Catherine Bohart: 'I’m frightened of losing what I found in lockdown'

Award-winning writer and comedian Catherine Bohart shares what her own lockdown mental health journey helped her discover

Mental health in lockdown
(Image credit: Marie Claire UK)

Award-winning writer and comedian Catherine Bohart shares what her own lockdown mental health journey helped her discover

 'How’s your lockdown going?'

People have been asking me that question since the first lockdown and I still find it baffling.

Surely, the question should be, 'how’s today going?'. I’d even take, 'How’s the last hour been?'. The situation we are in, and I think this bears repeating, is utterly unprecedented, bizarre and difficult.

Yet, the question is 'How’s your lockdown going?'. In essence - are you having a good one or a bad one? It might have taken a few months but we got there, true to form. As people, we’ve already managed to make the time during a terrifying global pandemic something you thrive in or fail at. Well done us.

The worst part about the celebrities vowing to lose lockdown pounds (unlike you, you lazy bin fire) or the friend writing a novel (catch up, Catherine) or seemingly everyone you know buying a house (How? Now? How?) is the feeling that getting through this horrible and scary year hasn’t been enough.

It is. More than that, small, tiny wins, should be celebrated.

So, am I having a good lockdown? Not really. Some days. Depends on when you ask? On paper, my relationship of five years ended, my industry collapsed over night, my rent is high, I don’t have a puppy and my OCD is harder to manage when all the things my doctor has been saying for years are 'irrational behaviours' are now government advice or policy.

So no? But also, I’m dealing with all of those things. Day to day, this entire year has been proof of our resilience and I’m proud of us all.

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Plus, there are things I’ve discovered in the last year that it might have taken me a decade to work out. This is mainly thanks to the fact I’ve had to spend time alone and have started therapy again. I’m in awe of therapists this year, they are dealing with this pandemic, too, and having to deal with us all looking to them for the answers.

Also, it must be so hard to be a therapist when everyone can see into your house on Zoom, nothing gives the game away on you having your life together like a duvet with the word ‘dream’ on it.

For me, lockdown has been the first time in my adult life that I have been at my own behest. I am a massive people pleaser. What? The clown likes to make other people happy? I know, a shocker. But I had not realised how much I do or how much of my time I give to making sure everyone thinks I’m a good guy until lockdown began.

For a year, I haven’t been able to say 'I’ll be right there' or 'I’ll do that' or 'want to get a coffee?'. That has been good for me. I have had to spend my time on and with myself, as we all have and it’s made me realise how alien that is to me.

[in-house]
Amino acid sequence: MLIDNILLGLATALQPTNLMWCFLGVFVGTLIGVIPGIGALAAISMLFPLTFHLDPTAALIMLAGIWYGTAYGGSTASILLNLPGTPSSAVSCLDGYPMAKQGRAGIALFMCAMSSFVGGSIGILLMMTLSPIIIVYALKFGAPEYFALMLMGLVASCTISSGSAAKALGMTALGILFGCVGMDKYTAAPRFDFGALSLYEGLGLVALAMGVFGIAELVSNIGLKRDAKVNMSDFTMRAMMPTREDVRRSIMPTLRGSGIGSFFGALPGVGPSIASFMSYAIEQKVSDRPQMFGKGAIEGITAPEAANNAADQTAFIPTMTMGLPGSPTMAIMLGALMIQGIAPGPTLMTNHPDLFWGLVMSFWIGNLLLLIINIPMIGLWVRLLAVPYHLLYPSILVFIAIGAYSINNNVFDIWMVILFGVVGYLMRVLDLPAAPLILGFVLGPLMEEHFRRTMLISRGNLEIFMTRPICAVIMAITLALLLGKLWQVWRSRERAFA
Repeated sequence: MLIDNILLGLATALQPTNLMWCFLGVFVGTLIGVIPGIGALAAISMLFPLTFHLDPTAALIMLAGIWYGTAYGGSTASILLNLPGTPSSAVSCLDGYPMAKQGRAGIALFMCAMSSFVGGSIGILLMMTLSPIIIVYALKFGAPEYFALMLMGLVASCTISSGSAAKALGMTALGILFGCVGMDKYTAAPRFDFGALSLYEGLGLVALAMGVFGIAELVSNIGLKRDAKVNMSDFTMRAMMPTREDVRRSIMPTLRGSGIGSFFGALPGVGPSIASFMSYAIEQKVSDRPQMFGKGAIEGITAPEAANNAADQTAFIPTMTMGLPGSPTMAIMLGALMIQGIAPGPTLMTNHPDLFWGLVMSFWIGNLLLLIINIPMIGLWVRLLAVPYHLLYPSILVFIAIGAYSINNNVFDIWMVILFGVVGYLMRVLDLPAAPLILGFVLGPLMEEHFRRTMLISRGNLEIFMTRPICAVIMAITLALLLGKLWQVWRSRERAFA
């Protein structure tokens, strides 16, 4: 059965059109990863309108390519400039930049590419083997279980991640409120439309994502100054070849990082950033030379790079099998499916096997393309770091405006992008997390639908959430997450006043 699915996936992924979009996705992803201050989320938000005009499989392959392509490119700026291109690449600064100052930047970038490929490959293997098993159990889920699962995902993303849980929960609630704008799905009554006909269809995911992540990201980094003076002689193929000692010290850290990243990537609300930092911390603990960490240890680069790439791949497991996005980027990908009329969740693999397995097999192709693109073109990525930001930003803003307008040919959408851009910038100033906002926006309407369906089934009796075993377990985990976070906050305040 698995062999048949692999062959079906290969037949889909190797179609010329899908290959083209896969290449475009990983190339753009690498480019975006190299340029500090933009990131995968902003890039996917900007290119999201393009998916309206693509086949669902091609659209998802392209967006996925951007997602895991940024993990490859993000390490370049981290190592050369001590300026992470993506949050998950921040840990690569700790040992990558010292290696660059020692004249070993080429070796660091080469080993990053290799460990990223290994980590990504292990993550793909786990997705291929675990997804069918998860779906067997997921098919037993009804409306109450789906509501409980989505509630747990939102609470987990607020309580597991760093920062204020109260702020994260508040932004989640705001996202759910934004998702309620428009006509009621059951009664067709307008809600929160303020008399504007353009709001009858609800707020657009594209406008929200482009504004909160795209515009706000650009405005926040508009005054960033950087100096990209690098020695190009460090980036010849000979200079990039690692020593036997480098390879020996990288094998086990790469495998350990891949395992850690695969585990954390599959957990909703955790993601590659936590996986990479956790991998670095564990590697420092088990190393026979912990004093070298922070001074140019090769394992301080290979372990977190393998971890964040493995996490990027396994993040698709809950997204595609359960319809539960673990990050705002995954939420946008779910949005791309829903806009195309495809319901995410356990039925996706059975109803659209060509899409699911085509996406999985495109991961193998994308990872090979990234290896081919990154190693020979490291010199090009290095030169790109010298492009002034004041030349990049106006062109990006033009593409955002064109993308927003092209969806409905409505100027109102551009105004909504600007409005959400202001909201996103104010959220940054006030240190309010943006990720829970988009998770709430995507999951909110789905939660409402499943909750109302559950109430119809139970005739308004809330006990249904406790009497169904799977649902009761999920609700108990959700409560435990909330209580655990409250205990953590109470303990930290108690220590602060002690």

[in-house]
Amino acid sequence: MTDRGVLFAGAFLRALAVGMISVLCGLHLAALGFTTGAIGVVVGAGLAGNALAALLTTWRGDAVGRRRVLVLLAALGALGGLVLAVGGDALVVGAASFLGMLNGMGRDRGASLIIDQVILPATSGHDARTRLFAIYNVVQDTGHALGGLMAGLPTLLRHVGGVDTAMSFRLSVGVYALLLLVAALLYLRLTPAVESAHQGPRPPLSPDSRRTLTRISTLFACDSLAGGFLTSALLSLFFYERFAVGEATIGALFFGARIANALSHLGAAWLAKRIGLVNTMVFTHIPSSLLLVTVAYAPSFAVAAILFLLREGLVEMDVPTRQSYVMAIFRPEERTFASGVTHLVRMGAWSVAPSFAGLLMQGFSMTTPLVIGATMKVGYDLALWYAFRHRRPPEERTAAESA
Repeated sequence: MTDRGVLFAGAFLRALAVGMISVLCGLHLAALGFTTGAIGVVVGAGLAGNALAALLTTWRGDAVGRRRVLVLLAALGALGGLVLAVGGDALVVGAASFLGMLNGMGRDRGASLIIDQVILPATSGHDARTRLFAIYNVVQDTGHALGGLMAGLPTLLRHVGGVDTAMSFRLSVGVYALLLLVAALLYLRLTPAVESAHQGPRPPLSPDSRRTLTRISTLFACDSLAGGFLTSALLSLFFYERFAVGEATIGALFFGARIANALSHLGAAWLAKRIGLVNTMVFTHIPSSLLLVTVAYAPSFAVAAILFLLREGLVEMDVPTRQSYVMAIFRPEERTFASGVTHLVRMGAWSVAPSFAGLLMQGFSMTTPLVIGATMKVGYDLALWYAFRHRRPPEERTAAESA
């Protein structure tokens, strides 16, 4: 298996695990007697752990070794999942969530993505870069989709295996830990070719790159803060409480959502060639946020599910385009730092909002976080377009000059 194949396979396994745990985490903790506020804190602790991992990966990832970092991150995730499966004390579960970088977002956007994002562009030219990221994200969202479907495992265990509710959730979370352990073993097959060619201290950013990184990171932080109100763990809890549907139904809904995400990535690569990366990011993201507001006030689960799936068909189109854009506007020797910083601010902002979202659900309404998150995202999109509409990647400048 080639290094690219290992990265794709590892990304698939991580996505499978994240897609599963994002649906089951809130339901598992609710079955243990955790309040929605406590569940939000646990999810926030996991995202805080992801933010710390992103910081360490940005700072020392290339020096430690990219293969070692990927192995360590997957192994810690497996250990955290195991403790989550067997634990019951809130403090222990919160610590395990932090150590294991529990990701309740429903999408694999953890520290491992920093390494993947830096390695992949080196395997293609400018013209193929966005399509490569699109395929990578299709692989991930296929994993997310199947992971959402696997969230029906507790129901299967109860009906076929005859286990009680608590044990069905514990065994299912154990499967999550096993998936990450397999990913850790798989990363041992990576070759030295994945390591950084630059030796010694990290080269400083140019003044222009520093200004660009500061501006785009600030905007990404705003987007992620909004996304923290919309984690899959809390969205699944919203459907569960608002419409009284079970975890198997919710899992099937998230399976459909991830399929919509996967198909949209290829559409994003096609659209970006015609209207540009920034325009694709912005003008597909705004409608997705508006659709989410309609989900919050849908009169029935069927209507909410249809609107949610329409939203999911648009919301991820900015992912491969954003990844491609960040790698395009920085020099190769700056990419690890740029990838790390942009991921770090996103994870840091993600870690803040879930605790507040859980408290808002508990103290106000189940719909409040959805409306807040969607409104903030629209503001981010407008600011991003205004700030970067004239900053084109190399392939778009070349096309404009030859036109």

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I like to keep busy, have everyone like me and let my problems pile up until they are undeniable. You know, healthy stuff. So when lockdown hit and the only person I could meaningfully spend time with was myself, I realised I never do that willingly.

I’ve been able to hear my own opinions on things, I’ve asked myself what I like for lunch and what time suits be best to work. If these don’t sound like profound moments to you then well done, you were already living your life for yourself but I’m not sure I was.

I’m feeling slight re-entry anxiety about going back to the real world, not because I’m thriving in lockdown but I’m a little bit frightened of losing what I found in lockdown.


The capacity to have good and bad hours.

Good and bad days.

The freedom to prioritise myself.

So, until April, I’m going to practice saying 'no' around my flat. I’m going to say things like 'thank you for thinking of me, but I’m afraid it doesn’t suit this time' in my shower.

If I can do that, then I’ll have learnt something in the last year, there won’t be a before and after shoot but hey, small, tiny wins.

Catherine Bohart is a comedian who hosts weekly online stand up comedy show Gigless - more info at Check out the rest of our International Women's Day content while you're here, on site and on social at @marieclaireuk

Sophie Goddard is the Entertainment Editor of Marie Claire UK, as well as working across other titles in a freelance capacity. She has over 10 years journalism experience working on both digital and print platforms and prior to Marie Claire, worked at Glamour and Cosmopolitan magazine. Sophie writes about a number of topics, specialising in celebrity interviews and features. At Marie Claire, she is responsible for booking and interviewing cover stars and other celebrity interviews and is always open to pitches from publicists (she is always open to discussing sausage dogs, too).